His influence on sound for film and the development of immersive sound has had a tremendous impact. Though he does admit that working on films has truly challenged him throughout his career, he has always seen each creative undertaking as a chance to improve the quality of his magnificent work. It has also served to make his work even that much more extraordinary and influential, as well. In music, he has worked with a number of great artists across Europe, and he is very proud of his work in jazz with Klaus Weissman and pop singer, Ornella Vanoni. But, one of the greatest stories of his work has been the painstaking time, innovative thought and the tremendous effort that he has put into building one of the busiest and most successful recording studio facilities in Europe. Since 1988, his recording studio has recorded some of the greatest music and soundscapes for film and theater in Italy and throughout the European continent.
A Legacy of Excellence: SAM Recording Studios
His legacy in education, sound for film, music recording and innovation have made him an important voice in the world of professional audio recording. However, it is his recording studio facility, SAM, based in his home village of Lari, Italy, that has also continued to be one of the busiest and best places in Europe to record music and sound for film and theater productions. While the story of SAM will be written into an article by itself, the studio is now a member of the Miloco Studios family of recording studio facilities. One goal that he has always had is to be able to do more work in the United States, but for now he is more than busy— each and everyday making tremendous contributions to the growth and development of immersive sound and the ability of engineers to be able to capture it.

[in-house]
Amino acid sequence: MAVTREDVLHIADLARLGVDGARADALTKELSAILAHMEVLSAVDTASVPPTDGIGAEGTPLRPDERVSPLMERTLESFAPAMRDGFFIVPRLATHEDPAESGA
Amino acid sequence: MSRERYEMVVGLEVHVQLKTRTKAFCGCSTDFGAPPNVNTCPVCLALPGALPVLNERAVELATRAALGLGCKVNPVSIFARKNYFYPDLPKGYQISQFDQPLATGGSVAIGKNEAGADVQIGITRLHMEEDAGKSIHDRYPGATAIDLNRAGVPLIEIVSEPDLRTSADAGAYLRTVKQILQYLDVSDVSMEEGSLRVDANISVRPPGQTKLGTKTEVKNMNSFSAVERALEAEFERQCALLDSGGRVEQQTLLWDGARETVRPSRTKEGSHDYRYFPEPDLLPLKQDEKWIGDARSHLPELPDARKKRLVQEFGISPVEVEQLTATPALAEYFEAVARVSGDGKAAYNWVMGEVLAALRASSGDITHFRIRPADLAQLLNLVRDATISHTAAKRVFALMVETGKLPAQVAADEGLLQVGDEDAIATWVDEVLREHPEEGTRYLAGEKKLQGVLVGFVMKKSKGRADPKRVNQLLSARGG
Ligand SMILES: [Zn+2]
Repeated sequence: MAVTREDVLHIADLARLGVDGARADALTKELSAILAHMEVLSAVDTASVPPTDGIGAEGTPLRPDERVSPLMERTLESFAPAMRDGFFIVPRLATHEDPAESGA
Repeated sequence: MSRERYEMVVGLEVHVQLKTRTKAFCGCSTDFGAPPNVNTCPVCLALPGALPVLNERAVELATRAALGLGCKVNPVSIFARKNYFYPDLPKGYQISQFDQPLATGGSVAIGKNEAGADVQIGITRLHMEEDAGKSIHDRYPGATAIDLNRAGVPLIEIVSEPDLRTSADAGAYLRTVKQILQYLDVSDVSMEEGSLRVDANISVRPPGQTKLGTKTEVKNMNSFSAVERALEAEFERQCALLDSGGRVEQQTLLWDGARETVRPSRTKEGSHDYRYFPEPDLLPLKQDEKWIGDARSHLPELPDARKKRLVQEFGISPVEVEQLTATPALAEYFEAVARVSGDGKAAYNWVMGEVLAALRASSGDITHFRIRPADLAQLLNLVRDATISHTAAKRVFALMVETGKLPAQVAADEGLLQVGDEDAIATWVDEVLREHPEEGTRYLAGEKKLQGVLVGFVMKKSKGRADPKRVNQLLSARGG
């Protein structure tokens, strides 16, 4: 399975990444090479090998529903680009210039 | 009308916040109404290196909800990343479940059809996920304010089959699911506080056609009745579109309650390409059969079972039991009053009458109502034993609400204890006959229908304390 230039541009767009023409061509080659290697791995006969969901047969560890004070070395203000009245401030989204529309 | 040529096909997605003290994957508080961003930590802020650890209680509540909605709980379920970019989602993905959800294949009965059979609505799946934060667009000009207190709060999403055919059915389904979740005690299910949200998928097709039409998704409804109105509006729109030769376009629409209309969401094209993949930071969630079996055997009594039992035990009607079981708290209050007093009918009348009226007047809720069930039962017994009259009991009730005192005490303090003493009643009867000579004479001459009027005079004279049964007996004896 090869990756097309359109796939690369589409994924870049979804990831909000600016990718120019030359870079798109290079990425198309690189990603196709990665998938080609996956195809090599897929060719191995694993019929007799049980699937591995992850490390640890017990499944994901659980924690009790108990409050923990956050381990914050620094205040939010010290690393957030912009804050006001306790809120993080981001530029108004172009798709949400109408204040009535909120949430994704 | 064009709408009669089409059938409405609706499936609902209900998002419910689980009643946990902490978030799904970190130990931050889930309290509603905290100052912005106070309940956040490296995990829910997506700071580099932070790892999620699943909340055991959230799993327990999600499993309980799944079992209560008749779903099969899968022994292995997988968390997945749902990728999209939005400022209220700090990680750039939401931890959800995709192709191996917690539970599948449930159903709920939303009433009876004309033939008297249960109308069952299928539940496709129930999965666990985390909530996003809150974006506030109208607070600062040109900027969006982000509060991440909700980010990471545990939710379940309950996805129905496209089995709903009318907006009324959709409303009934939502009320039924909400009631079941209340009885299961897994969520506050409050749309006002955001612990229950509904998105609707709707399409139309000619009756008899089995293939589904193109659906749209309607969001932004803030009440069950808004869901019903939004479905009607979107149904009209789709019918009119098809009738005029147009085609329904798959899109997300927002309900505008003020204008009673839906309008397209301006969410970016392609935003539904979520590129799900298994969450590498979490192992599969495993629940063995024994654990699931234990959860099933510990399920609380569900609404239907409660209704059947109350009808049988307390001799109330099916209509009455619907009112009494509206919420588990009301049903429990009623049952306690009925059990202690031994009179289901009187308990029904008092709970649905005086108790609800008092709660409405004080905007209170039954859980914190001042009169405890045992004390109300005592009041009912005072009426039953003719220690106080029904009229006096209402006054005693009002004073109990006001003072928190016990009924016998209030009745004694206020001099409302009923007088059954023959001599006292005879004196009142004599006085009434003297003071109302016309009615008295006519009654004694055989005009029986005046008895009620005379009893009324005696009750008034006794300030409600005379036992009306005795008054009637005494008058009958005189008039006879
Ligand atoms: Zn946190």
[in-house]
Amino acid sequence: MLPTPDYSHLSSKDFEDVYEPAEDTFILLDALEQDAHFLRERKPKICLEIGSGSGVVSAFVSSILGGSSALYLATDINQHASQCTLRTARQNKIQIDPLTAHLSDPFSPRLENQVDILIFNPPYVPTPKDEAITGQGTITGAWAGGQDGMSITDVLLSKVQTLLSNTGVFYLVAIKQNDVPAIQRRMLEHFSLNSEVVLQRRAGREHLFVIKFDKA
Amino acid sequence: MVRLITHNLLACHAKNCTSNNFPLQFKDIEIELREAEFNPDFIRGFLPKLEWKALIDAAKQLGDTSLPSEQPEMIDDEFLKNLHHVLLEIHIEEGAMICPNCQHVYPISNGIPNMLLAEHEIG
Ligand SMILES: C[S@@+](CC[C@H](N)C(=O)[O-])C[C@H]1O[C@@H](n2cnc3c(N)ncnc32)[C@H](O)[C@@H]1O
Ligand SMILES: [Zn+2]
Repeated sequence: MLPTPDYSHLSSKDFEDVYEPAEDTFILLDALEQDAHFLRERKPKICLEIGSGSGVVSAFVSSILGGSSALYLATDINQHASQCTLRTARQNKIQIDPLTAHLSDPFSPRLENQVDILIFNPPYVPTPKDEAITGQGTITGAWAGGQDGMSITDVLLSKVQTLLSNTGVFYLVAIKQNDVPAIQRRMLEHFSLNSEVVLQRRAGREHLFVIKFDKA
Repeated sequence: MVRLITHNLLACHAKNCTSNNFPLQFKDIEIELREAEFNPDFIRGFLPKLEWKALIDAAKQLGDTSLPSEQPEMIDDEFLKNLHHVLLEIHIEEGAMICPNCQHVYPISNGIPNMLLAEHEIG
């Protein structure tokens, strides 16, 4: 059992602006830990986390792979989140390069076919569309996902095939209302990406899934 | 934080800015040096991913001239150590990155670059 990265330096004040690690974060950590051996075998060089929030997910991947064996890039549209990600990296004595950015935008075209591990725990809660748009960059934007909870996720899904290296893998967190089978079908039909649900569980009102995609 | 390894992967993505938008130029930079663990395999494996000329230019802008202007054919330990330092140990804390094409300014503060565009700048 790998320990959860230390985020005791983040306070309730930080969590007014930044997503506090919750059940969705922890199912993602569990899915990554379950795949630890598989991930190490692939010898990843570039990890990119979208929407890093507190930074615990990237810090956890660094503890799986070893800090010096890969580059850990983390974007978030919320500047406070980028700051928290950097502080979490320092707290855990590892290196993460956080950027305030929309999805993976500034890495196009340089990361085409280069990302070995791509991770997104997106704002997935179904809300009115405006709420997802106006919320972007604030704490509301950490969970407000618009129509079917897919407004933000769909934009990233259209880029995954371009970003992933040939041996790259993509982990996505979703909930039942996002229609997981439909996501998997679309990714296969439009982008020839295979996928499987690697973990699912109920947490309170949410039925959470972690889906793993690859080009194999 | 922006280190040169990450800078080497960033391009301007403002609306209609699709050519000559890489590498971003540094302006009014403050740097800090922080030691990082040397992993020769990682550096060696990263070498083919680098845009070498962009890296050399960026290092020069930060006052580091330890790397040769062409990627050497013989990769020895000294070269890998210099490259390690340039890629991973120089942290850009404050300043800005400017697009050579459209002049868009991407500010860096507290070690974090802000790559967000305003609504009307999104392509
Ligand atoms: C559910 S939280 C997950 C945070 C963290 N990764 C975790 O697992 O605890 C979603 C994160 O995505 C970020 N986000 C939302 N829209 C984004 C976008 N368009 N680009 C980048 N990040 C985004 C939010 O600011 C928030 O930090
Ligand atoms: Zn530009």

When he first began to create what would become SAM he wanted to be a member of the team that would take the first steps in creating the first true digital recording system. Though he would not have the opportunity to be a part of that process, his creation of SAM gave Italy one of the greatest recording studio facilities for the creation of professional audio. He gives so much of the credit for both his development as an engineer and that of SAM to his father who never stopped believing in the ability and talent of his son. The belief that his father had in him gave him the freedom and the ability to experiment— to be free to make mistakes and to work to make the impossible a reality in the world of professional audio. He has made us— through his work and innovation— come to appreciate sound for film and music as a form of true art. He is one of the truly great minds in professional audio of our time. He is our friend, the influential Italian recording engineer, sound designer and inventor, Mirco Mencacci.
Mirco Mencacci established SAM Recording Studios in his hometown of Lari in the region of Tuscany in Italy in 1988. Since that time, it has become one of the busiest recording facility studio in Europe. Images taken by Luca Ciarfella and provided courtesy of SAM Studio and Mirco Mencacci.
Special Thanks and Acknowledgement
I would like to take a moment to thank Mr. Mirco Mencacci for his assistance with this project. SAM World Recording Studio has been recording the best in popular music and sound for film since it opened its doors in Lari, Italy in 1988. I would also like to take this opportunity to thank all of the wonderful people who have worked with Mirco at SAM Recording Studios over the years who have made it a wonderful place to record great music and sound for film.